Asia Pacific

Factbox: Five facts about Philippines' Ferdinand Marcos Jr

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Ferdinand Marcos Jr, the son of late Philippines dictator Ferdinand Marcos, is surrounded by supporters after filing his certificate of candidacy for president in the 2022 national election, in Pasay City, Metro Manila, Philippines, October 6, 2021. REUTERS/Eloisa Lopez

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MANILA, Oct 6 (Reuters) - The only son and namesake of late Philippine dictator Ferdinand Marcos filed candidacy papers for next year's presidential election on Wednesday, offering to be a "unifying" leader to help tackle the pandemic and economic crises. read more

Below are five things to know about Ferdinand Marcos Jr.


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Ferdinand Marcos Jr, 64, known as "Bongbong", and more recently, "BBM", is the only son of the late dictator who ruled the Philippines for almost two decades until he was forced out of power by a peaceful popular revolt in 1986.

The British-educated younger Marcos began his over three-decade political career while his father was still in office, and was elected vice governor of their home province of Ilocos Norte in 1981 and governor in 1983.

Since his family's return from exile after fleeing the "people power" uprising, Marcos has been elected Ilocos Norte governor, congressman, and in 2010, as a senator.

He run for vice president in 2016, but lost by a small margin in a contest he claimed was rigged. He filed a case in the Supreme Court to overturn the results but the judges ruled against him.

He is married to lawyer Louise Araneta-Marcos, who also belongs to an influential family, with whom he has three sons, one of whom is running for congress next year.


After the Marcoses' fall from grace, the family has been trying to rebuild its image and has repeatedly denied allegations that it plundered billions of dollars of state wealth while in power, estimated in 1987 to be worth $10 billion.

Political analyst Ramon Casiple said this may be the family's last chance to attempt to return to power because time is not in its favour. Marcos's widow, Imelda, who is the formidable force behind the Marcoses' political machinery, is 92.


Marcos placed second to President Rodrigo Duterte's daughter, Sara Duterte-Carpio, in the latest opinion poll of preferred presidential candidates, suggesting he may have a shot at the presidency.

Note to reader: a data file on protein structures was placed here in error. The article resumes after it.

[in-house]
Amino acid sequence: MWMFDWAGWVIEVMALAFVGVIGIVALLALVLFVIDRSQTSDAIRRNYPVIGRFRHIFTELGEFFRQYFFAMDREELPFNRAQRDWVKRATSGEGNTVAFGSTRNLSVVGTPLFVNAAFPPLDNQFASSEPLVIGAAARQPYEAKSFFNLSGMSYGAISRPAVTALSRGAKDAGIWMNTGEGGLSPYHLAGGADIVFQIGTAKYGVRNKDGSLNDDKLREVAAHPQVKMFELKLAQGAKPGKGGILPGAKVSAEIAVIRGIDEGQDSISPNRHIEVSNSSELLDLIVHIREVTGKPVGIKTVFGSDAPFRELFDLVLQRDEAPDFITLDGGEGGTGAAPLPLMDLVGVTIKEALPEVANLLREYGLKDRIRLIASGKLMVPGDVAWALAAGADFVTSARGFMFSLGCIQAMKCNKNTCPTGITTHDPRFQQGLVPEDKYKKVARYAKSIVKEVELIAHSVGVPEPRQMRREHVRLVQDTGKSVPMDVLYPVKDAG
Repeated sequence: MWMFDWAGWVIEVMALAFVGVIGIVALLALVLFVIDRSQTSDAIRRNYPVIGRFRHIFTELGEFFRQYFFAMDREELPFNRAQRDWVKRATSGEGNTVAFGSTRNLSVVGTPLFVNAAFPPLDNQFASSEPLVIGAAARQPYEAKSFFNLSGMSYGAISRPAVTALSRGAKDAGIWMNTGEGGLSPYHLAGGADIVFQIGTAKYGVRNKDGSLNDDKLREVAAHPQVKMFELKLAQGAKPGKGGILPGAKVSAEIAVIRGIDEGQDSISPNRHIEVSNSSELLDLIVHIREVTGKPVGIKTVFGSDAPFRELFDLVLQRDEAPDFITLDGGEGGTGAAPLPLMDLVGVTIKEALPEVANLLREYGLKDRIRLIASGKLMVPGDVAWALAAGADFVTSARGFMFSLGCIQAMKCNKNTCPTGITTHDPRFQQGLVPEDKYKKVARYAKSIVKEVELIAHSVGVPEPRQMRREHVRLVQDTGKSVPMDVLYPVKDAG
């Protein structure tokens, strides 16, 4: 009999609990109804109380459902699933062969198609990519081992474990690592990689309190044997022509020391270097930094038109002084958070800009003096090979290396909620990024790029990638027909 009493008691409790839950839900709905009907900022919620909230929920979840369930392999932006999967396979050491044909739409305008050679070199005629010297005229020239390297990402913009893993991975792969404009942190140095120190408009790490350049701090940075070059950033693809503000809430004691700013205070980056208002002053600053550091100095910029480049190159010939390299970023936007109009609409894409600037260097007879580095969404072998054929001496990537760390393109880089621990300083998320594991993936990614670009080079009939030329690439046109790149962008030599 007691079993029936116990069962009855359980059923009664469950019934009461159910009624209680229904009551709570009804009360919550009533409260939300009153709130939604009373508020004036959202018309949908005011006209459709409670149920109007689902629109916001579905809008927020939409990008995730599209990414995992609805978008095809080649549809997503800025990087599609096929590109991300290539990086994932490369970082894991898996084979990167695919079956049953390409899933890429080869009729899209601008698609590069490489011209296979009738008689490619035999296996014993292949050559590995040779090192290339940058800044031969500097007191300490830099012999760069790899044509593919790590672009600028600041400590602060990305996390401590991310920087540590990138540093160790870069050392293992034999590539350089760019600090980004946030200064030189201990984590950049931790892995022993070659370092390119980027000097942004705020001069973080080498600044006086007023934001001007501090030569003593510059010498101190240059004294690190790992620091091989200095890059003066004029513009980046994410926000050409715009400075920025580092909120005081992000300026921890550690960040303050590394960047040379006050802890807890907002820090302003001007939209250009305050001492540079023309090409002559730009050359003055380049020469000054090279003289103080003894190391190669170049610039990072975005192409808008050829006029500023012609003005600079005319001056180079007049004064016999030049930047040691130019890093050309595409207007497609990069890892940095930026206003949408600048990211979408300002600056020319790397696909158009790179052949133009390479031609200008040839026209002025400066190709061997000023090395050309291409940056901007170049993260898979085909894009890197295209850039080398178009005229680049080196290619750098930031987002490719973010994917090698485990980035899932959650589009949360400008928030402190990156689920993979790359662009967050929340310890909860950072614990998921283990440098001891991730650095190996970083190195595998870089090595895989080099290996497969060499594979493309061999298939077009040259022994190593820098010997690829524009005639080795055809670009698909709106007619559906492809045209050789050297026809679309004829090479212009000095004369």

Working to his advantage, political analysts say, is his strong social media presence aimed at targeting the youth, who make up a third of eligible voters. Many of them were not born when Marcos senior was in power.

The Marcos family is among the country's most famous dynasties and despite its fall from grace, it has retained far-reaching and powerful political connections, and steadfast support in its stronghold of Ilocos Norte.

Marcos Jr's sister is a senator and former governor, and their mother was a four-term congresswoman.

Among others contesting the presidency are newly retired boxing legend Manny Pacquiao and Manila City Mayor Francisco Domagoso, both seen by political observers as also strong contenders.


"There are many positive things to talk about from during that time," Marcos told Reuters in 2016, when asked about oppression, plunder and failed government during his father's rule.

Later governments have documented 75,000 cases of torture, illegal detention and disappearances in those years. The rule by the senior Marcos and his wife Imelda has been called a kleptocratic "conjugal dictatorship".

The government has recovered just under a tenth of the wealth that the Marcos family and their associates are accused of plundering. Thousands of victims of torture, harassment, and forced disappearances during Marcos' were paid compensation using around $600 million from Marcos Swiss bank accounts recovered by the government.

During martial law, 70,000 people were imprisoned, 34,000 were tortured, and 3,240 were killed, according to data from Amnesty International.


Marcos filed his candidacy on Wednesday, ahead of the Oct. 8 deadline.

Marcos said his party had planned to adopt President Duterte as the vice presidential running mate. But Duterte did not file his candidacy, saying he would retire from politics.

Marcos had been rumoured to be running in tandem with Duterte-Carpio, who however filed her candidacy on Saturday for another term as mayor of the southern city of Davao.

Withdrawals or substitution of presidential candidates are possible until mid-November. In 2015, Duterte made a last-minute change of heart, joining the presidential race that he won in 2016 by a wide margin.

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Reporting by Neil Jerome Morales; Editing by Raju Gopalakrishnan

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